Turkiye`s chief diplomat was in Cairo on Saturday for talks with Egyptian officials as the regional powers seek to mend their frayed ties after years of tensions. Mevlut Cavusoglu, Turkiye`s foreign minister, landed in the Egyptian capital early Saturday. He was the highest ranking Turkish official to visit the Arab World`s most populous nation in over a decade.
Egypt and Turkiye have been at loggerheads since the Egyptian military`s 2013 ouster of Islamist President Mohammed Morsi amid mass protest against his divisive one year of rule. Morsi hailed from the Muslim Brotherhood group, supported by Turkiye. Egypt has designated the group a terrorist organisation.
Cavusoglu met with Egyptian Foreign Minister Sameh Shoukry for talks on “various aspects” of bilateral relations, said Ahmed Abu Zaid, a spokesman for the Egyptian foreign ministry on Saturday.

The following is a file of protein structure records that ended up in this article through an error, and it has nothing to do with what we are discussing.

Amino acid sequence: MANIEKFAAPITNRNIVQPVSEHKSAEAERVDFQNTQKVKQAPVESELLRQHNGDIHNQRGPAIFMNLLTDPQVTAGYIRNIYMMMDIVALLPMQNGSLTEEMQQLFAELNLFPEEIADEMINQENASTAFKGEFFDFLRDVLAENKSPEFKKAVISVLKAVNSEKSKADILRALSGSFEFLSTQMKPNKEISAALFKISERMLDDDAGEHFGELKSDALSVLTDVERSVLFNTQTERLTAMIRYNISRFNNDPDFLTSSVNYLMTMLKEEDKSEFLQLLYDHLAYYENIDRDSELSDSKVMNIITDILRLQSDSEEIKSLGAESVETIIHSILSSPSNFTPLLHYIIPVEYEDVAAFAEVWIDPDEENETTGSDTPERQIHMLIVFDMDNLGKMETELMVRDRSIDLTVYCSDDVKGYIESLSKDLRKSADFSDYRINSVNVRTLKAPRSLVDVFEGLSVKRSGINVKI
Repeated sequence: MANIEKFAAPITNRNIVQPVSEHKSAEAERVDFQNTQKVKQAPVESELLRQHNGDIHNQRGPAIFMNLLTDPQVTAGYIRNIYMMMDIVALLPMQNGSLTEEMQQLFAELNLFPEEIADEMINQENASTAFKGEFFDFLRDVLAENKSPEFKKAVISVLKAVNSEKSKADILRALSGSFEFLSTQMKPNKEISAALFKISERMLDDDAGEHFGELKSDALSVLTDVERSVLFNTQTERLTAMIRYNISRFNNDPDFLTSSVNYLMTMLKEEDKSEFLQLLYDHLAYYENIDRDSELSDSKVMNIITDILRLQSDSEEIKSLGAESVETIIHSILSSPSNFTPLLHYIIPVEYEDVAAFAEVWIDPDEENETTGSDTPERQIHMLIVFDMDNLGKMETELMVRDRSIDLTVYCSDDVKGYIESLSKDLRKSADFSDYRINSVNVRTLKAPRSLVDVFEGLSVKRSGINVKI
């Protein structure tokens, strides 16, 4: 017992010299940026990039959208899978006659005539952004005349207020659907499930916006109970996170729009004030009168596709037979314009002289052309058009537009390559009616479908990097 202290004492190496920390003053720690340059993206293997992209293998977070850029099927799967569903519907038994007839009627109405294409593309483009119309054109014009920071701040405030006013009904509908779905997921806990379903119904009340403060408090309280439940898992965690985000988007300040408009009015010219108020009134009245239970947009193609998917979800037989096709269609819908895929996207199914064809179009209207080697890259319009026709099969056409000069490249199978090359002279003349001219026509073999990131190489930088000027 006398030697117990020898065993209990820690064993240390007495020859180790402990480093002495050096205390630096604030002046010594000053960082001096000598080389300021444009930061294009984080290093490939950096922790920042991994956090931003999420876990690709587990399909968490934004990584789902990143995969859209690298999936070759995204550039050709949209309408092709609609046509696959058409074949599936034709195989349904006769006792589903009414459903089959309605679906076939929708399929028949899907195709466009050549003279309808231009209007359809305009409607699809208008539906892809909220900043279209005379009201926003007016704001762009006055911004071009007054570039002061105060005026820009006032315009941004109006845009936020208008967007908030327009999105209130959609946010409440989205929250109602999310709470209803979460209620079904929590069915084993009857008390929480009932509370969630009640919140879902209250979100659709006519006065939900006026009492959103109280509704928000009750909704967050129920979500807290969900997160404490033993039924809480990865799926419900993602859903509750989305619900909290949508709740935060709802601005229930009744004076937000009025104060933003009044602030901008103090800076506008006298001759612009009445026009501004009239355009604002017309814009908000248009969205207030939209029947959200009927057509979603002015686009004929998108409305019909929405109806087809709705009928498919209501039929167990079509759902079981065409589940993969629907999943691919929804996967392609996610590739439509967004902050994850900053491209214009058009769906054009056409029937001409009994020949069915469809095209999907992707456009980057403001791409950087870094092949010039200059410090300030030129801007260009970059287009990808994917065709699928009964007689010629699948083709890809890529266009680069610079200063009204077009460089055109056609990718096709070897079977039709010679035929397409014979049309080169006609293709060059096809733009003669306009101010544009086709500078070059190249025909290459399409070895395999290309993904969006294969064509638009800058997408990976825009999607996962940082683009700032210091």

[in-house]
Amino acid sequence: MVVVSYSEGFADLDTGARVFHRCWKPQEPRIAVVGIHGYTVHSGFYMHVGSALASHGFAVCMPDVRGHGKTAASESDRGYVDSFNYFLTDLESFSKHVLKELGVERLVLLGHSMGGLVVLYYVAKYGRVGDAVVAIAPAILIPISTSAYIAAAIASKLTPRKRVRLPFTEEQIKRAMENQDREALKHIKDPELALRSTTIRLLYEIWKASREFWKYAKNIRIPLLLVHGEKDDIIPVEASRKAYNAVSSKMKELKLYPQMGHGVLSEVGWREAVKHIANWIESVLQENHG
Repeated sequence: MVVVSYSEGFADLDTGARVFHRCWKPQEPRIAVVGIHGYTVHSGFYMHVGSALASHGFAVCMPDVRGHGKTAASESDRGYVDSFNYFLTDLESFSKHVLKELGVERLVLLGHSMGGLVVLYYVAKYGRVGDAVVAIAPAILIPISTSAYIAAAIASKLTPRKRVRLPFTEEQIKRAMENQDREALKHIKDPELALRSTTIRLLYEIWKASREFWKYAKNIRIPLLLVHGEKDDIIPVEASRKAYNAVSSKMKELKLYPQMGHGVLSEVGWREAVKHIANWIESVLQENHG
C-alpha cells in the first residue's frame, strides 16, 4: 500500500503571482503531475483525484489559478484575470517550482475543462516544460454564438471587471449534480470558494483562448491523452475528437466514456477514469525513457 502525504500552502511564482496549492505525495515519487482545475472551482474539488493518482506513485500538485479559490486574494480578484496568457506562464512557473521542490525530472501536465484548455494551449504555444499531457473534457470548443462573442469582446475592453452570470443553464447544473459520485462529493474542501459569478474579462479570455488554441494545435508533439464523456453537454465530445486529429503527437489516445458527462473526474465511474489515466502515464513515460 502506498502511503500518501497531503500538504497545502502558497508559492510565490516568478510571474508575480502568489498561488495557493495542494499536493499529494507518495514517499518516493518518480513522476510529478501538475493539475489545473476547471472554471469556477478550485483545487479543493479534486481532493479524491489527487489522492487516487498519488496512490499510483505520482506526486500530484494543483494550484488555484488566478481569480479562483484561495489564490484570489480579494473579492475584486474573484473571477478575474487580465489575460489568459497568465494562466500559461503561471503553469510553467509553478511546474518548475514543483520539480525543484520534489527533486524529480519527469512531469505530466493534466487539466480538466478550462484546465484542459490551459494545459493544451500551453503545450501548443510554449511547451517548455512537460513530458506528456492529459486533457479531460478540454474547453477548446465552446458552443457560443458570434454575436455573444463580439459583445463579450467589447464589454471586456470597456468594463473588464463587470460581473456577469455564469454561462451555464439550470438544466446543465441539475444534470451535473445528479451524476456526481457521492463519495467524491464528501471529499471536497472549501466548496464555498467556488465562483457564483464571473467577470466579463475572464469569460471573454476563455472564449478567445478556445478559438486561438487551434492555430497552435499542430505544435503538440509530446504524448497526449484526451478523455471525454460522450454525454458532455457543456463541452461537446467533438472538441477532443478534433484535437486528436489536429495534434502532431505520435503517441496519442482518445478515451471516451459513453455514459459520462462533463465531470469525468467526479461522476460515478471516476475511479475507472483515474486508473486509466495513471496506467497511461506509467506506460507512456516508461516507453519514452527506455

He said they also discussed regional and international issues of mutual interest, an apparent reference to the conflict in Libya and tensions related to gas exploration in the eastern Mediterranean Sea.
Abu Zaid said on Friday that the meetings are aimed at launching a “deep dialogue” to reach a “common understanding to achieve both countries` interests”. A joint news conference was scheduled for later Saturday.
Egypt and Turkiye back opposing sides in Libya`s conflict, which nearly led to a direct confrontation between the two US allies in 2020 at the height of an attack on the Libyan capital by east-based commander Khalifa Hifter, who is backed by Egypt.
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Egypt, Greece and some other European countries were also angered by a 2019 deal between Turkiye and Libya that sought to boost Turkish maritime rights and influence in the eastern Mediterranean.
Former Turkish Foreign Minister Ahmet Davutoglu was the last highest-ranking official to visit Cairo in 2012 when he attended a Syrian opposition conference held by the Arab League.
Turkiye in recent years abandoned its critical approach to Egyptian President Abdel Fattah el-Sissi`s government, as it tried to repair relations.
In November, Turkish President Recep Tayyip Erdogan and el-Sissi were photographed shaking hands during the World Cup in Qatar. And last month, Shoukry visited quake-hit Turkiye and Syria to show solidarity with the two nations.
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